GitHub: Bringing GeoJSON To Life Since 2013

This post originally appeared on GIS Collective.

Last week, the code repository heroes over at GitHub made an awesome announcement: Any .geojson files living in GitHub repos will now be rendered on a Leaflet-driven, OSM tile-backed map right inside of GitHub, with tooltips showing the data properties to boot! This is a truly exciting moment for all geonerds who code, developers who use geodata, and everyone in between.

“Hey, wait a minute,” you may be saying. “What is GitHub again? And GeoJSON… I think I’ve heard of that, but what is it for?” Do not fret! We at GISC know that the field is moving quickly, and we are happy to provide guidance and direction for your geospatial journey.

Git and GitHub

Before learning about GitHub, we first have to understand git. Git is a tool that allows multiple people to work on the same files at the same time without overwriting each other’s changes. This general concept is called version control, and git is a version control system. There are several other version control systems out there, but git is popular because it does its job more efficiently than many (if not all) of the others.

In order for multiple people to work on a project, the data has to live in a place where multiple people can access it, right? GitHub is that place: the site houses thousands and thousands of projects, in individual workspaces called repositories, or repos, that multiple people can access, copy, edit, and update using the tools available via git. These repositories also have a tracking element; when someone makes a change to a project, or a commit, information is stored about the user, the time, the exact changes that were made (all the way down to the individual line inside the file!), and a unique ID that allows the project owner to restore back to that particular moment. It’s pretty effing cool.

Because git is so great, and GitHub is so popular, people have been using it for all kinds of projects, coding and otherwise. I have seen professors put lectures and lecture notes on GitHub, several of my friends use it as a place to work on resumes and terminal projects… you can basically use it for anything. Shoot, even the code for my website lives on GitHub. So it follows that with the advent of mapping and geospatial analysis on the web, there is a lot of geodata housed on GitHub.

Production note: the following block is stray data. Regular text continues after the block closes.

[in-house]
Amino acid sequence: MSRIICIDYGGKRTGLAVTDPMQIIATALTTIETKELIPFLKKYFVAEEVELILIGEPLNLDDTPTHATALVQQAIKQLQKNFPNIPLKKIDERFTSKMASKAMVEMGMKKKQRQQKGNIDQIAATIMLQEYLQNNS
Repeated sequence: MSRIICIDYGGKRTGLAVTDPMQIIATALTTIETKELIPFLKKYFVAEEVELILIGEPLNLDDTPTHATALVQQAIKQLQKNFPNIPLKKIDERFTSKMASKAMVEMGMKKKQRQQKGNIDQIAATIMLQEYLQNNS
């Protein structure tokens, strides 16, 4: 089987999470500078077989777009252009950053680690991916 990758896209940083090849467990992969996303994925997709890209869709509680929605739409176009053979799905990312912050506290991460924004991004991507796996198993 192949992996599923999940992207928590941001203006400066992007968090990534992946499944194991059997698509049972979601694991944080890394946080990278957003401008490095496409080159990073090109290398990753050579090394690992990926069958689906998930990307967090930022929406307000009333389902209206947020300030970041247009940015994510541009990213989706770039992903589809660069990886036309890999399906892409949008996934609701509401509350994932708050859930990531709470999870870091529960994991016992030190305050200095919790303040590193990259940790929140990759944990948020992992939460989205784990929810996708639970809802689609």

One of the more common formats used for geospatial data in web mapping applications is called GeoJSON. GeoJSON was born out of a format called JSON, which stands for JavaScript Object Notation. JSON is like a table turned on its side; each row gets its own section, and inside of that section is a series of properties and values unique to that row. For example, a table of Presidents of the United States might look something like this:

In JSON, the table might look like this:

“presidents” : { “name” : “Barack Obama”, “hometown” : “Honolulu, HI”, “number” : “44”, “year elected” : “2008”, “terms served” : “2”, “child1” : { “name” : “Malia”, “born” : “1998” }, “child2” : { “name” : “Sasha”, “born” : “2001” } }, { “name” : “George W. Bush”, “hometown” : “New Haven, CT”, “number” : “43”, “year elected” : “2000”, “terms served” : “2”, “child1” : { “name” : “Jenna”, “born” : “1981” }, “child2” : { “name” : “Barbara”, “born” : “1981” } }


GeoJSON takes this format and adds geometry, allowing mapping engines and libraries to parse the data and place these objects in space using coordinates, as well as properties, which can be thought of like the fields and values in an attribute table. GeoJSON allows for points, lines, polygons, and a few other data types, but it’s all formatted in much the same way as the JSON example, above.

Many if not all of the open source mapping libraries for JavaScript (Leaflet and MapBox most notably) support GeoJSON and allow GeoJSON layers to be added to their maps. QGIS, the open source desktop mapping application, also allows the user to view and export data in the GeoJSON format. This has made it extremely popular as a geodata format, which is why it shows up frequently on GitHub.

In Summary

So now that we know what GitHub is used for and how GeoJSON works, we can clearly see why GitHub’s announcement last week was such a big deal: If you click on any .geojson file in a repo on, the data will be rendered and displayed on a map. No more scrolling through text and trying to figure out where [45.528402,-122.65762] might be, because all of the data is displayed spatially for easy perusal!

With limited time and limited space, I can only say so much, so this wasn’t a thorough walkthrough of git, GitHub, or GeoJSON. I didn’t even touch Leaflet or OpenStreetMap — posts going into all of these things in depth will be on the blog in the coming weeks. For now, head on over to GitHub, find some GeoJSON files, check out the sweet maps, and maybe try making your own repo! And please stay tuned for more updates — by the end of the summer, you’re going to be using git like a pro!